He was in Davos at the World Economic Forum. Many other US officials, including several senators and senior Bush administration officials, are still there.

So they're mocking him for what? Doing his job? Engaging in a dialogue with other countries? Being well-travelled?

Saturday, January 28, 2006

Y'know, it's beyond me how Christians can claim that the New Testament is the inerrant word of God when nearly all the books are named after the people who wrote them. From my pokebible:

  • The Gospel According to Saint Matthew

  • The Gospel According to Saint Mark

  • The Gospel According to Saint Luke

  • The Gospel According to Saint John

  • The Epistle of Paul the Apostle to the Romans

  • The First Epistle of Paul the Apostle to the Corinthians

  • The Second Epistle of Paul the Apostle to the Corinthians

  • The Epistle of Paul the Apostle to the Galatians

  • The Epistle of Paul the Apostle to the Ephesians

  • The Epistle of Paul the Apostle to the Philippians

  • The Epistle of Paul the Apostle to the Colossians

  • The First Epistle of Paul the Apostle to the Thessalonians

  • The Second Epistle of Paul the Apostle to the Thessalonians

  • The First Epistle of Paul the Apostle to Timothy

  • The Second Epistle of Paul the Apostle to Timothy

  • The Epistle of Paul to Titus

  • The Epistle of Paul to Philemon

  • The Epistle of Paul the Apostle to the Hebrews

  • The General Epistle of James

  • The First Epistle General of Peter

  • The Second Epistle General of Peter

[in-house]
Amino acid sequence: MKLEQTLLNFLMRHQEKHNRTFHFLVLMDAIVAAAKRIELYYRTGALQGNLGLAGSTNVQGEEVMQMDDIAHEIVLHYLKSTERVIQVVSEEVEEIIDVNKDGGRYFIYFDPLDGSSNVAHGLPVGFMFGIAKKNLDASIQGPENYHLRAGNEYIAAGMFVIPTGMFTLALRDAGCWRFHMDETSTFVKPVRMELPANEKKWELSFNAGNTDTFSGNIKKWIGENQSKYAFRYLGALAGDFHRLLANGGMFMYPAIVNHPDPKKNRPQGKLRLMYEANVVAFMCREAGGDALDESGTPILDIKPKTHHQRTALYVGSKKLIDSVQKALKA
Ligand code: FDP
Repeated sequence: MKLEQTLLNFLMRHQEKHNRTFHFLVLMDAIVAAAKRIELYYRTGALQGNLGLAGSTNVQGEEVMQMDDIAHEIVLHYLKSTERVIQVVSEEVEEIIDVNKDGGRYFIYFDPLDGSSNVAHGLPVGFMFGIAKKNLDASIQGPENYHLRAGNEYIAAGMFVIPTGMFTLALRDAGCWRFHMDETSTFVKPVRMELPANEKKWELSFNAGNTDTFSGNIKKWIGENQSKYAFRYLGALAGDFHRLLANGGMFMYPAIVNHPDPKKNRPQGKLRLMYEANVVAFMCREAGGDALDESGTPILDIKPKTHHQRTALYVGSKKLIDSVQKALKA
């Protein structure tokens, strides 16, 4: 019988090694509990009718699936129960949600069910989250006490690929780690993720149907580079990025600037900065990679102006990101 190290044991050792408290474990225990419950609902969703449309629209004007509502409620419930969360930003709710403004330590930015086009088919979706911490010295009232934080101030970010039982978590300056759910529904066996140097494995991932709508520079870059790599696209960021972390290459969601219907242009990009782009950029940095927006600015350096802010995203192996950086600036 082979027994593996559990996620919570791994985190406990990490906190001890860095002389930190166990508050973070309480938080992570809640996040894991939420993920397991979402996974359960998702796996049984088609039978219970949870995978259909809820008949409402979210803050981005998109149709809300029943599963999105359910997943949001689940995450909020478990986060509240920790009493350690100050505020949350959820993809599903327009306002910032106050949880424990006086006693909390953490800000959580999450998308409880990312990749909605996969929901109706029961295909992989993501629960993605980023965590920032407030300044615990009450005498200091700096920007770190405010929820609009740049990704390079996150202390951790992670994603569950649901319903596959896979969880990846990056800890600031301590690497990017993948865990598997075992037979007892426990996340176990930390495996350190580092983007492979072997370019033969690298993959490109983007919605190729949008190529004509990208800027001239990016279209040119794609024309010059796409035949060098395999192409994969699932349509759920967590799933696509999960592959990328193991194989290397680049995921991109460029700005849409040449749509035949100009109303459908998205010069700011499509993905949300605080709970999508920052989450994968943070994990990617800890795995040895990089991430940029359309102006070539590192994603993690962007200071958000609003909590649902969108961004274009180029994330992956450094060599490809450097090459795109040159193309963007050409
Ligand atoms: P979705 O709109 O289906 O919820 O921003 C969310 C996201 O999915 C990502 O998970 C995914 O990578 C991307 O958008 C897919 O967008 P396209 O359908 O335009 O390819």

• The First Epistle of John

  • The Second Epistle of John

  • The Third Epistle of John

  • The General Epistle of Jude

  • The Revelation of Saint John the Divine

The only book in the New Testament that seems not to be named after its author is "Acts of the Apostles".

Friday, January 27, 2006

One of the big problems about trying to defeat terrorism by "spreading democracy" is that, in the nations we'd like to democratize, terrorism is rather popular--terrorism against us, at any rate, which is the only kind we're really concerned with.

I mean, take Iraq. As of December, "Forty-five per cent of Iraqis believe attacks against British and American troops are justified - rising to 65 per cent in the British-controlled Maysan province".

Hezbollah is popular in Lebanon not only for its stance against Israel, but also as a charity that builds schools and hospitals. In 2005, Hezbollah won 23 seats in the Lebanese parliament and became part of the Lebanese government. Similarly, in the Palestinian Authority just this week, Hamas won 76 of the 132 seats in the Palestinian parliament. Fatah won 43.

Democracy doesn't magically change opinions that have been held for years and are disseminated throughout all forms of state-sponsored propoganda. Democracy just allows people to vote for what's popular--and if terrorism is popular, then that's what they'll vote for.
So gays are apparently responsible for the destruction of Sodom and Gomorrah.

That's nothing. That's child's play.

Miscegenation was responsible not only for the destruction of Sodom and Gomorrah, but also for: the destruction of the tower of Babel and subsequent scattering of peoples; the genocide committed against the Canaanites; the genocide committed against the entire world when God flooded the earth; the fall of Egypt, Chaldee, Babylonia, Assyria, Media, Persia, Greece, Rome, Spain, and Mexico; and the crucifixion of Jesus.

We've got a long way to go to beat that.

Tuesday, January 24, 2006

According to InsightMag.com, the on-line version of the right-wing magazine, "A coalition in Congress is being formed to support impeachment."

The Bush administration is bracing for impeachment hearings in Congress.

"A coalition in Congress is being formed to support impeachment," an administration source said.

Sources said a prelude to the impeachment process could begin with hearings by the Senate Judiciary Committee in February. They said the hearings would focus on the secret electronic surveillance program and whether Mr. Bush violated the 1978 Foreign Intelligence Surveillance Act.